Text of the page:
[Erik]

Yeah. Yeah. Perfect. I think you're, you're probably right there that this is right now, not interesting to them. And by the time it becomes interesting to them with the landscape will look quite different, right? 5G what is going to be the potential impact? I think there's a lot of, there's a lot of hype and probably some of it is well placed and perhaps some is misplaced, but how do you see 5G impact your business in the future?

[Frank]

I see zero impact. I think your audience in the world of industrial IOT knows so far, I think 5G is a farce. It's just a lie. There's nothing unique about it. It's, you know, to truly get gigabit speeds or fiber, like speeds on your phone, you need a back haul to carry that through. Right. And so how many, how many homes are there in the world that have fiber back haul? It's certainly not the majority. There may be a minority of that happening in new buildings and new Metro areas, which is great. But for you to get the amount of data you need, right? Imagine streaming, you know,  4K on your phone using 5g for 10,000 people at the same time, that pipe massive, but then you have to be super close to the gateway. It may not even go a block.

You have to be within half a block of by gateway to get that kind of. And so what I've heard is one, that's incredibly, that's a lot of hotspots. That's a lot of gateways that telcos will have to deploy. It's insane. It's an insane amount of equipment, which is expensive, right? So again, we're getting back to building infrastructure. If you had to put a 5G gateway and on every block to provide 5G service, I don't know how that's, how is that possible? How is that even possible? What kind of costs is going to incur? Right. It's just ridiculous. And so then you think, okay, well, great. Well maybe it's not every block. Maybe, maybe we go every, every five blocks, every 10 blocks, guess what? That bandwidth goes down to like LTE speeds. Oh, that's what we're on. Right? We're on four GLT or are we that's what the world's on? So I don't know how this is any different. I think ultimately the idea of Fiji unfortunately, is the doing of like guys like Qualcomm, the, the, the phone makers that should have makers, they have to iterate, they need everything to refresh their network equipment. Guys. It'd be the Erickson's of the world that were selling telco equipment. If you don't have a new standard new chip, there's no swap, right? There's no infrastructure change. So there's no revenue. So to me, I think the whole thing is just a game they have to upgrade. But, but in any case, you see this more as them upgrading towards a higher bandwidth towards streaming videos, more efficiently, not, not serving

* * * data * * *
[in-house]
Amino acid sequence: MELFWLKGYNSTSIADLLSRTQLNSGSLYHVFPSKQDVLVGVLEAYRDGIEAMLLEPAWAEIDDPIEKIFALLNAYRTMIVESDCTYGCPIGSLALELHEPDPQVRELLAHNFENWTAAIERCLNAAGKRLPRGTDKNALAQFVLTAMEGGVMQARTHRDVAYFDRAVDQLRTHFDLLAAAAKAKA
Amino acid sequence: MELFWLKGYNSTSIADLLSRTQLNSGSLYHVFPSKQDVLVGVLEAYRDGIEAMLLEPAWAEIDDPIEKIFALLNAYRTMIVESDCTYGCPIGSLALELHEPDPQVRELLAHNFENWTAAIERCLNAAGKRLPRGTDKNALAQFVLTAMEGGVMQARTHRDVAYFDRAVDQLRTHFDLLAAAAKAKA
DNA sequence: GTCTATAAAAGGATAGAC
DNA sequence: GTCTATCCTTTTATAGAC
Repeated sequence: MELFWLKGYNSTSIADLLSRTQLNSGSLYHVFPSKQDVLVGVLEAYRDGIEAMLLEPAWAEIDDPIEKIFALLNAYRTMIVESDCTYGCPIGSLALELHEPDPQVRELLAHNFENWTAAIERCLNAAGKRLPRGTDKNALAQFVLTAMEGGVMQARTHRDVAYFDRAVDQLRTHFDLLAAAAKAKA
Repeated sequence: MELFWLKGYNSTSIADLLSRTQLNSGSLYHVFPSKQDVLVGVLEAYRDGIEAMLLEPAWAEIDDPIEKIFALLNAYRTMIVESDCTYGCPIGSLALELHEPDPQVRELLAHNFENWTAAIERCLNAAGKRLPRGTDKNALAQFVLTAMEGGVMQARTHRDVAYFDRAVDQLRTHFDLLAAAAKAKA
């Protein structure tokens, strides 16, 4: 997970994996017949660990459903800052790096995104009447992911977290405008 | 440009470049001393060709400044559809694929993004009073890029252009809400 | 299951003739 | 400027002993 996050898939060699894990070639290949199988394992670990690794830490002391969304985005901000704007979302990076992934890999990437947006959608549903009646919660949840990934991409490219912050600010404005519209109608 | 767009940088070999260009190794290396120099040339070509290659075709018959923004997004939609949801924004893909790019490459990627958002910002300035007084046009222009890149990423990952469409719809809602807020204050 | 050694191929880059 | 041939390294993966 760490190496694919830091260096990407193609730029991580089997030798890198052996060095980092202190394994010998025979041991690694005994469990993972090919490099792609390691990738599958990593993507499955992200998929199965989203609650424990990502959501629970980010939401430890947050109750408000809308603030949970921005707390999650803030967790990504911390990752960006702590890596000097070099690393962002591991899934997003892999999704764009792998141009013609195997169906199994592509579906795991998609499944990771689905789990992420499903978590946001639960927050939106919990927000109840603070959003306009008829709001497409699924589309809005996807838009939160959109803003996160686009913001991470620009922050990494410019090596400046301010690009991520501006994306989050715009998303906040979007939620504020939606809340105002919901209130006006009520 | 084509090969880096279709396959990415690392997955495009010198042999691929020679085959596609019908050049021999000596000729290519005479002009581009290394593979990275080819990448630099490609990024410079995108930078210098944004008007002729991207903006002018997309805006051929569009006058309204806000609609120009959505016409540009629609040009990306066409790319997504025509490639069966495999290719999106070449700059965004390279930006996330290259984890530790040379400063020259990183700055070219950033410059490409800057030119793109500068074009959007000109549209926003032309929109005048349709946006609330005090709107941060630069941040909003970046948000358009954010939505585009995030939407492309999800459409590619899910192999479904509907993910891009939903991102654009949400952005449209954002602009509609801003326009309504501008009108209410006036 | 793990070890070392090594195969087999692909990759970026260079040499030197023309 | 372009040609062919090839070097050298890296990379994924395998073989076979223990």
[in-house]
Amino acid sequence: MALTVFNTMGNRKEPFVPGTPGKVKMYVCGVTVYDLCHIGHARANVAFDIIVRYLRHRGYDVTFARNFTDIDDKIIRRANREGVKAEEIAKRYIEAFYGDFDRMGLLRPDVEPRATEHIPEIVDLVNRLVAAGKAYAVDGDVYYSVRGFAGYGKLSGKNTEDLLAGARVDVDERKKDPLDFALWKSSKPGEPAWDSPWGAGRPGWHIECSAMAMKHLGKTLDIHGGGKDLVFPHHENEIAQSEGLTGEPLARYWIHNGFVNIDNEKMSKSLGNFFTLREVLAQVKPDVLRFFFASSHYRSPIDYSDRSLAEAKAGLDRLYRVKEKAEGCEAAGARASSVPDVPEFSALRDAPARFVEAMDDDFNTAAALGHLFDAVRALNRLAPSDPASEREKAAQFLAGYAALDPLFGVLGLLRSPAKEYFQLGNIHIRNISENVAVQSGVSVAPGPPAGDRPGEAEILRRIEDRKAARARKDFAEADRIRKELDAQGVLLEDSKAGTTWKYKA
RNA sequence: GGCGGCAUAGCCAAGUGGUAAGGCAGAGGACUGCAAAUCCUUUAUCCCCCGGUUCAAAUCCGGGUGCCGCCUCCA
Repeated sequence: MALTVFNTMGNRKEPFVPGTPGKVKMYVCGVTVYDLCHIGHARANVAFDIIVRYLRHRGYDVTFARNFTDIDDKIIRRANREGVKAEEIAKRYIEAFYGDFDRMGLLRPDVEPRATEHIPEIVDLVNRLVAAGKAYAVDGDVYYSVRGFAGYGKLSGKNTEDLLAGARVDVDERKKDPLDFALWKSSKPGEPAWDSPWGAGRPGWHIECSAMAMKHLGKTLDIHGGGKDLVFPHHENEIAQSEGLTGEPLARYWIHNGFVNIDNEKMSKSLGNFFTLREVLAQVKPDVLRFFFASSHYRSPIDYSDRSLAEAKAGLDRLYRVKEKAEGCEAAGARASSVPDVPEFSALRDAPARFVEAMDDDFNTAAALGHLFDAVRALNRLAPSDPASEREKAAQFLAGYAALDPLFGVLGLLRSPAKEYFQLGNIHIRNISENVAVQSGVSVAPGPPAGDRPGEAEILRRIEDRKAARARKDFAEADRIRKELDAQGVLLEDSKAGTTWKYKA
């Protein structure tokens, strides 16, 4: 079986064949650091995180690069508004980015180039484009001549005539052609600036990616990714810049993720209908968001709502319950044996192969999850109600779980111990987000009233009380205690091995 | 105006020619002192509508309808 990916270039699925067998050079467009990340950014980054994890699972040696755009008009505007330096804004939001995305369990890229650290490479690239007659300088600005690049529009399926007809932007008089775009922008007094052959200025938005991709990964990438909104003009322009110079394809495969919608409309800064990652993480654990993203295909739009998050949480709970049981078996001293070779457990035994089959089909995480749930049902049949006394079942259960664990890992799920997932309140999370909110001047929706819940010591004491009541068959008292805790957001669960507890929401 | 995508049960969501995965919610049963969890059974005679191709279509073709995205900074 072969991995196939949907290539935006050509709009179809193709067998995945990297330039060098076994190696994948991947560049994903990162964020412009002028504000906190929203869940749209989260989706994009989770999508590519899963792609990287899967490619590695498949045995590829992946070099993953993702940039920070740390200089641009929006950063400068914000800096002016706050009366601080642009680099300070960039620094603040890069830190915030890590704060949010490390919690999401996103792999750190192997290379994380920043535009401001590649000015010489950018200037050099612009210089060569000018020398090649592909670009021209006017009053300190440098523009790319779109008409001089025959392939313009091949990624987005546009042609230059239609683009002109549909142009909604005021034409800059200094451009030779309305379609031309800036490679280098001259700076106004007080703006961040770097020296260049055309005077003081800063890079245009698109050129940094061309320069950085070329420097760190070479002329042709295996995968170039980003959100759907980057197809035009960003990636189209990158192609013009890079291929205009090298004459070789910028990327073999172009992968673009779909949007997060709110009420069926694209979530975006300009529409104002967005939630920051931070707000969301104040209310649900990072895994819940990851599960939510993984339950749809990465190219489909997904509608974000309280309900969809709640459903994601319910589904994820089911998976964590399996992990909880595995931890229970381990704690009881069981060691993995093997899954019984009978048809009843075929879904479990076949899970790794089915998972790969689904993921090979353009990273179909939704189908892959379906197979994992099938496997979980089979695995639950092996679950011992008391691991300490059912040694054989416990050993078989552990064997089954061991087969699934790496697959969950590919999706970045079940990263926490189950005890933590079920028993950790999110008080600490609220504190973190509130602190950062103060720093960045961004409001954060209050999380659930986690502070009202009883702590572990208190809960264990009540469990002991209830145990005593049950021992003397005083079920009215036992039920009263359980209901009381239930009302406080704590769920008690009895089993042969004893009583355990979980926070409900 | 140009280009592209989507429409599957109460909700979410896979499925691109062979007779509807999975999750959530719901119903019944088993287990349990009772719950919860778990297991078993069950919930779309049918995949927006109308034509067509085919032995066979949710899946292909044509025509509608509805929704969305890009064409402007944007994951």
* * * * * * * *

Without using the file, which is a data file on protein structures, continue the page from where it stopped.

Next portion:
[Erik]

Sure. I mean, at best, at best. My understanding was that that that was at one of the propositions. Although I know that the standard is still incomplete. So I think there's a lot of but at least that was one of the propositions was that five G would be also better suited towards low bandwidth devices small data packages and so forth. But yeah, I guess we won't, we won't know if that is the reality for some number of years.

[Frank]

There's 5G has chip technology that uses low power that we can run on a little, a little lithium battery for my three years. Maybe I doubt. I doubt that's the value prop. I haven't seen that. I haven't seen anything actually other than 900 megahertz. Right.